New year, old cliché

Wow, this place is dusty.  Here’s hoping 2009 brings 2009 blog posts (or at least more than the handful 2008 brought).

But, with new beginnings brings a look back at what has passed.  Without my usual preamble, and just cuz I feel like it, the top 10 new scripted pieces I saw in 2008 (will feature mostly hour-long and half-hour TV, with a sprinkling of movies, since I didn’t see many, and possibly a video game, since they totally count).

10: House – 4×16 – “Wilson’s Heart”

Because it doesn’t hurt here.

Normally House is great because Beth and I can shout derisively at the screen – “House is always right!” – whenever a character decides to second-guess the amazing Hugh Laurie’s ascerbic diagnostitian, as they try to ratchet out conflict by having others doubt his crazy theories could be right.  They always are, and the mystery is always solved with nearly universally positive results. Last season’s finale got solved relatively quickly and easily, but it was the aftermath (the death of Wilson’s girlfriend due to House’s needing a lift from the bar) that revealed some of the most genuine and touching moments yet for the good doctor.

9. Mad Men – 2×11 – “The Jet Set”

I make love with the men, not the women.

An out there moment, to be sure, but one that kind of sums up perfectly what this show does best: take the morays of the 60s and throw them into question, oftentimes leaving its characters behind in what is going to be a huge social and cultural upheaval. And that doesn’t even touch on the fact that this was the episode where Don just took off from his conference in LA to join the crazy beach house and ended the week by calling someone as Dick Whitman, his long-buried secret identity. I almost lost these moments between the Decemberists intro and the Marti Noxon mandated rape plotline, but this show is still amazing.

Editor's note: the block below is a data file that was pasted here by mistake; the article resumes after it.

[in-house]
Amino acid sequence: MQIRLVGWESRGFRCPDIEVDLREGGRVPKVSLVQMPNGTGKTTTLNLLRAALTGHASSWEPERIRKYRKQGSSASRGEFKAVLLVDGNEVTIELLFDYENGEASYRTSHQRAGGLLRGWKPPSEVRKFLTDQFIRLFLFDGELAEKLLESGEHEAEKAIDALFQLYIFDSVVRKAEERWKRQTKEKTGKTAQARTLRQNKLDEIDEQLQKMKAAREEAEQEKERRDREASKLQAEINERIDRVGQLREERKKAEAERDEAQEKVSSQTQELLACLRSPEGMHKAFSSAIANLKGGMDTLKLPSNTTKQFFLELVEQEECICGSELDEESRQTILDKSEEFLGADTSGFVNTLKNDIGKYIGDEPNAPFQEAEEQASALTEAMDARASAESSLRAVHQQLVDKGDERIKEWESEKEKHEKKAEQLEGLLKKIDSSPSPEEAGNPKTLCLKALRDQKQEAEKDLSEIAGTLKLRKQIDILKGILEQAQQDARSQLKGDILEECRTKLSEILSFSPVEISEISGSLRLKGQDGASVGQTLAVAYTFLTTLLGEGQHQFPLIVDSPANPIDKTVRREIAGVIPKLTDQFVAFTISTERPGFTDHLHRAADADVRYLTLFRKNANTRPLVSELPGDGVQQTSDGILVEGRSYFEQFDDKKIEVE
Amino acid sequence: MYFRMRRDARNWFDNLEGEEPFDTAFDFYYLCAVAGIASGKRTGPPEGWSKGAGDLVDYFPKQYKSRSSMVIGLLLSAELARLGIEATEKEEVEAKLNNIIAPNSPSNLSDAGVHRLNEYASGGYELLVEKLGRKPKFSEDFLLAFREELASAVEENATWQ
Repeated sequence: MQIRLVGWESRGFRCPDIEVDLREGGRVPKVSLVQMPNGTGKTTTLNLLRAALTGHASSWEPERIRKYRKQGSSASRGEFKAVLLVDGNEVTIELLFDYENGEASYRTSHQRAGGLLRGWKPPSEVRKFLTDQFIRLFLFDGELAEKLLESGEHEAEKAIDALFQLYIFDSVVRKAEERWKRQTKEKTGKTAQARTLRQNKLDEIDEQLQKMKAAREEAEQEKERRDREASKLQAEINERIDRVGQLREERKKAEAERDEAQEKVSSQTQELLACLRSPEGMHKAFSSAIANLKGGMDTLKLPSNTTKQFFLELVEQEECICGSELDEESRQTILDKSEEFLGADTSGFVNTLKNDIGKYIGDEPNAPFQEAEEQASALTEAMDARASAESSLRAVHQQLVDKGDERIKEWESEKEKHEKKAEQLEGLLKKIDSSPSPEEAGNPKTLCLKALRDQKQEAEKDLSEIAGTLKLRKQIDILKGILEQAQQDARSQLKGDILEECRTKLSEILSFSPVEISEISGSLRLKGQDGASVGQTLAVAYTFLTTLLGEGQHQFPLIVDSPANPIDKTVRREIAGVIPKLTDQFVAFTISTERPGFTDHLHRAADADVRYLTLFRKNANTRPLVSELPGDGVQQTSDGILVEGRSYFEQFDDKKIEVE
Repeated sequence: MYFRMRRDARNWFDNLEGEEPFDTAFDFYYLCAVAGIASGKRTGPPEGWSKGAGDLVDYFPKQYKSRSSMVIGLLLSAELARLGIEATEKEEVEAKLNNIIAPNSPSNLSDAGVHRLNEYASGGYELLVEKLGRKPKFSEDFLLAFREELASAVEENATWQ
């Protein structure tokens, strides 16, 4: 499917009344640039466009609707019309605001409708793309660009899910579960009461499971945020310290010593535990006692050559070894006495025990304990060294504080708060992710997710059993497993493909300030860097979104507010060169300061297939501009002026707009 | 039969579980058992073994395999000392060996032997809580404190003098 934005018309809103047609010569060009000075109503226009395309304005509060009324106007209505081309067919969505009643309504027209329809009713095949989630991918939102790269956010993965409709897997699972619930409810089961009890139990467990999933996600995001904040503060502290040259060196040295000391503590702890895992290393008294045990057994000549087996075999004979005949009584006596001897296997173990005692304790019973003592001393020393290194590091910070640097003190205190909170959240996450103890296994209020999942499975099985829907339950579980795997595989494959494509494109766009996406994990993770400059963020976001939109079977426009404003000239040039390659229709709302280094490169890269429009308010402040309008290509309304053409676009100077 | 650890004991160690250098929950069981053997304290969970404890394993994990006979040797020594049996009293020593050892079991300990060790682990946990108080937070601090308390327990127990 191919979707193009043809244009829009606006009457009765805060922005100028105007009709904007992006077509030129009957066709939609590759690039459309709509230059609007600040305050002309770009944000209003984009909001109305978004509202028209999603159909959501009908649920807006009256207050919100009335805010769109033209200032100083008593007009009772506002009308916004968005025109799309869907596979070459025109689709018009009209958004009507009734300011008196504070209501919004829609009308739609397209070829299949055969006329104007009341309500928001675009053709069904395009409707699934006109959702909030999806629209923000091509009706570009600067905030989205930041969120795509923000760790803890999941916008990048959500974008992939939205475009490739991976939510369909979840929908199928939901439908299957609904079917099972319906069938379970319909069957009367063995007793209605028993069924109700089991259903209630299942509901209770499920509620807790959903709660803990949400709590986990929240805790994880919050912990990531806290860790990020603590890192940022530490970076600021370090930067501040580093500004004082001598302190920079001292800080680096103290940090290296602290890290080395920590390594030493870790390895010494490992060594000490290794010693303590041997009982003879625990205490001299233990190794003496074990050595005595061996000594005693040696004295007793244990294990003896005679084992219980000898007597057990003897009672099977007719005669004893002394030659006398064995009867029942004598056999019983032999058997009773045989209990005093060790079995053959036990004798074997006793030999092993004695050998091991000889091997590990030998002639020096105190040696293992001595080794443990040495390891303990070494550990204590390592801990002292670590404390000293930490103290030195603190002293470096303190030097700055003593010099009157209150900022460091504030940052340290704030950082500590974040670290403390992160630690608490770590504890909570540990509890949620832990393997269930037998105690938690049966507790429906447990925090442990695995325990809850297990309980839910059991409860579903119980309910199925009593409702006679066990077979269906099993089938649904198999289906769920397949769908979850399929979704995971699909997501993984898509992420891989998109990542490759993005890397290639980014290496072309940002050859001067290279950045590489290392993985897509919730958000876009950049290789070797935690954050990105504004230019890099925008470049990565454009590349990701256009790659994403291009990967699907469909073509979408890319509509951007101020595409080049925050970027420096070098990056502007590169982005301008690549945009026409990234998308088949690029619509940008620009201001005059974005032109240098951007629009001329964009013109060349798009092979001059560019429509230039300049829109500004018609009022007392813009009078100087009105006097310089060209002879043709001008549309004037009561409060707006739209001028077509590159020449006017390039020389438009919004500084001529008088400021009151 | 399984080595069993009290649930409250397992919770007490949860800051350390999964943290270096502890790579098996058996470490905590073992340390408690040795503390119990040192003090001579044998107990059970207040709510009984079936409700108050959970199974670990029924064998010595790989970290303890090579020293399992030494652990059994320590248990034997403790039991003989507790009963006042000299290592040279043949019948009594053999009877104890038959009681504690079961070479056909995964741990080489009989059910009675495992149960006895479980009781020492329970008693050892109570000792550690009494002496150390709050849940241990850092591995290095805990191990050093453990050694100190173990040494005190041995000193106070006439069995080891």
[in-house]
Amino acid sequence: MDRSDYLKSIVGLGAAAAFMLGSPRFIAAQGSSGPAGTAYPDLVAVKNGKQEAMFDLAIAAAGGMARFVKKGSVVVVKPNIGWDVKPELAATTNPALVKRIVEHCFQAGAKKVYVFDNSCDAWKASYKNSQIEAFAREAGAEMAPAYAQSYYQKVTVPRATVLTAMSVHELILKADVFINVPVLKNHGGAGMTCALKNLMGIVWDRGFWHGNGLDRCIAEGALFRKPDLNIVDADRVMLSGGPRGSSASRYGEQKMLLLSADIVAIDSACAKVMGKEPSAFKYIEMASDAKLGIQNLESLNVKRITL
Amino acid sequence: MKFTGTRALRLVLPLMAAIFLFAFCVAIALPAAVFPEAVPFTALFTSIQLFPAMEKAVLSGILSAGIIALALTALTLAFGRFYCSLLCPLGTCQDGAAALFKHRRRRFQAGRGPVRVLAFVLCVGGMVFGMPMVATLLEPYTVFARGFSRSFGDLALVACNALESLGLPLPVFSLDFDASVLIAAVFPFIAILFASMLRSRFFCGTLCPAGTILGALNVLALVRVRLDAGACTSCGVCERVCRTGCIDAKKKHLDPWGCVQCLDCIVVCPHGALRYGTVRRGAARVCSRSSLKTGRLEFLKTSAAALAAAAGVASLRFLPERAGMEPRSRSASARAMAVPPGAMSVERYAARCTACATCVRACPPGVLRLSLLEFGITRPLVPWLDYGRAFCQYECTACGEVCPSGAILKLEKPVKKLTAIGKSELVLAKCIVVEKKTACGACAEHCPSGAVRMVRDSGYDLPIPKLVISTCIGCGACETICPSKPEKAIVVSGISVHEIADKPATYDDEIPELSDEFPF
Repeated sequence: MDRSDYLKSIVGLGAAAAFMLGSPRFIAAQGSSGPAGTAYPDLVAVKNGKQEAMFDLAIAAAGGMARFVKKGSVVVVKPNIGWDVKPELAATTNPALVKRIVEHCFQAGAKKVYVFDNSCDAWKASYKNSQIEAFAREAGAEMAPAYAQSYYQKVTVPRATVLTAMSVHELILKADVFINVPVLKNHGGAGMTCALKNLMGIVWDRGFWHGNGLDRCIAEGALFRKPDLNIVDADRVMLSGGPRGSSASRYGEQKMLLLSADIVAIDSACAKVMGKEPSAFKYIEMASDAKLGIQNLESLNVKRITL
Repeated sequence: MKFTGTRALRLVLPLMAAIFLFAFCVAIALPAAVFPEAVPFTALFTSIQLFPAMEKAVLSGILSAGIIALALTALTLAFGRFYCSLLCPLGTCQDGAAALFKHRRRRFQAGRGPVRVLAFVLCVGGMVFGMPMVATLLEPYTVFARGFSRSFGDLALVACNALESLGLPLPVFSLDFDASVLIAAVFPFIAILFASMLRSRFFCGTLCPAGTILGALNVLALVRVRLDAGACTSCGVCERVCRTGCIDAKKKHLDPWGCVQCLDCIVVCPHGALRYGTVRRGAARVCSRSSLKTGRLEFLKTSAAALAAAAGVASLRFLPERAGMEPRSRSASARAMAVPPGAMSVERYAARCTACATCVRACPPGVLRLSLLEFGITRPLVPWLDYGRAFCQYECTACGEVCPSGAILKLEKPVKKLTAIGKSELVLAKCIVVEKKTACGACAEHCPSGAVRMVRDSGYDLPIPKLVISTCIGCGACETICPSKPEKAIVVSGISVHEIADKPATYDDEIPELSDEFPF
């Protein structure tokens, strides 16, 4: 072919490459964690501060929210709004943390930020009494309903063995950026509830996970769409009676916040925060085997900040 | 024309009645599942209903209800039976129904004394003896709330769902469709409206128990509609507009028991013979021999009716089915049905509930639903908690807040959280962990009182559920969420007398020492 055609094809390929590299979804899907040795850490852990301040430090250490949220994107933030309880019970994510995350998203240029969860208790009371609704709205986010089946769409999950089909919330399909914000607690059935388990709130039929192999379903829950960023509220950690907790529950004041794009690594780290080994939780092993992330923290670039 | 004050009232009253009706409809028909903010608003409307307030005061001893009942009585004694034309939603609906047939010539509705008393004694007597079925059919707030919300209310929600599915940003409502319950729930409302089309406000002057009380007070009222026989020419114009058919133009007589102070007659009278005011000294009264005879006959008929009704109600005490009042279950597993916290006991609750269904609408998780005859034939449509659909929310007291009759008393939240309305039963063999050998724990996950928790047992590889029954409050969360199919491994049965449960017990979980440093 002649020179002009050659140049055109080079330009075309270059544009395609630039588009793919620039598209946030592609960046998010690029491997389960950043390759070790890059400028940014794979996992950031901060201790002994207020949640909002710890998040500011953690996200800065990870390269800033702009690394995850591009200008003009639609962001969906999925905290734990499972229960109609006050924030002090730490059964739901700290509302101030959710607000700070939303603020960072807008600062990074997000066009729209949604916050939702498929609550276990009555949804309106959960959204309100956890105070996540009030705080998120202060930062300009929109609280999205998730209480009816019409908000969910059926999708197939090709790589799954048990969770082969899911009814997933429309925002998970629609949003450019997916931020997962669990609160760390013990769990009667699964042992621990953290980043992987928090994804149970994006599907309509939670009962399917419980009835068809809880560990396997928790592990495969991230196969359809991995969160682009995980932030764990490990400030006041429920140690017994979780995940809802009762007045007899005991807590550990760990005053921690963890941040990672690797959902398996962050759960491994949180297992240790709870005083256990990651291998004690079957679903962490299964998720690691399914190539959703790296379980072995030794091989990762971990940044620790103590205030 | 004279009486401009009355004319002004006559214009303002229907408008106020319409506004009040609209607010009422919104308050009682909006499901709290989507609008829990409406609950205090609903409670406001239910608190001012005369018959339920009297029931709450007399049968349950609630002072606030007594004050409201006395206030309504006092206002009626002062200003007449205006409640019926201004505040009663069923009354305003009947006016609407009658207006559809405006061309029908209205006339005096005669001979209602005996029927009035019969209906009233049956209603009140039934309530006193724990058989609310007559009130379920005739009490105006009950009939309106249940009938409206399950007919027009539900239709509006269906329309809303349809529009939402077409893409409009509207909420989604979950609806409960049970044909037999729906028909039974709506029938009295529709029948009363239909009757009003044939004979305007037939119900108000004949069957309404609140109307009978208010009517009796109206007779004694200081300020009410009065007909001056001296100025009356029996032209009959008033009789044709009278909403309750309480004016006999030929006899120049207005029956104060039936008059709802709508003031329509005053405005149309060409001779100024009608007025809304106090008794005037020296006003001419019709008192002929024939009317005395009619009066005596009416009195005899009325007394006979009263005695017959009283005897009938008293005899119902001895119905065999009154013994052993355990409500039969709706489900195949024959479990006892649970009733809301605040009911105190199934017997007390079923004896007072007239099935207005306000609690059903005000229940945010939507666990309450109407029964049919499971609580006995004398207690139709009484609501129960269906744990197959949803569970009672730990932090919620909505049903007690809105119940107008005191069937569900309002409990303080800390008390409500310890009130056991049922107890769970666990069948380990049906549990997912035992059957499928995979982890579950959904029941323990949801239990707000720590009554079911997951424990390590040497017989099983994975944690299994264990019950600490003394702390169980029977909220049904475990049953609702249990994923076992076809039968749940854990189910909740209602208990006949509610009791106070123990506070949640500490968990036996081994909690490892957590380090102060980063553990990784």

8. Terminator: The Sarah Connor Chronicles – 1×09 – “What He Beheld”

He said very little, and then he was quiet.

This show snuck up on me. I’m not big on the Terminator movies, but it is a damn fine hour of weekly sci-fi. It even made Brian Austen Green compelling! I know! And the image in the first season finale of bodies of armored FBI agents raining into an apartment complex pool to the tune of Johnny Cash made for a long summer of waiting.

7. 30 Rock – 2×12 – “Subway Hero”

I wandered around the building all night. I didn’t run into another living soul… except one gigantic lesbian. Who is Conan O’Brien, and why is she so sad?

This could just as easily have gone to “The One With The Cast of Night Court” for including, well, the cast of Night Court, or “Cooter” for the line “No it’s not. We’ve looked into it, and it’s not.”, but Tim Conway and the triumphant return of Liz Lemon’s delightfully sleazy ex-boyfriend Dennis (Dean Winters, also great as a polar opposite character on Terminator) took it.

6. Wall-E

Eeeee … vah?.

Amazing that they can do so much with so little.  A touching, whimsical, hopeful story.

5. Bioshock

A man chooses, a slave obeys.

Yes, it first came out in 2007, but I didn’t have my 360 until 2008.  Plus, the PS3 version was new in 2008, so I still technically didn’t break my rules. A gripping piece of work, I dare anyone playing through this not to be completely compelled and not just a little horrified. It’s very few movies even nowadays that can do such interesting work with ideas of free will, destiny and power, let alone go for 40 hours and let you shoot stuff the whole time.

4. Supernatural (Tie) – 4×01/4×08 – “Lazarus Rising”/”Wishful Thinking” (Honourable Mention to 3×13, “Ghostfacers”)

I’m really sorry to have to break this to you, but your bear is sick…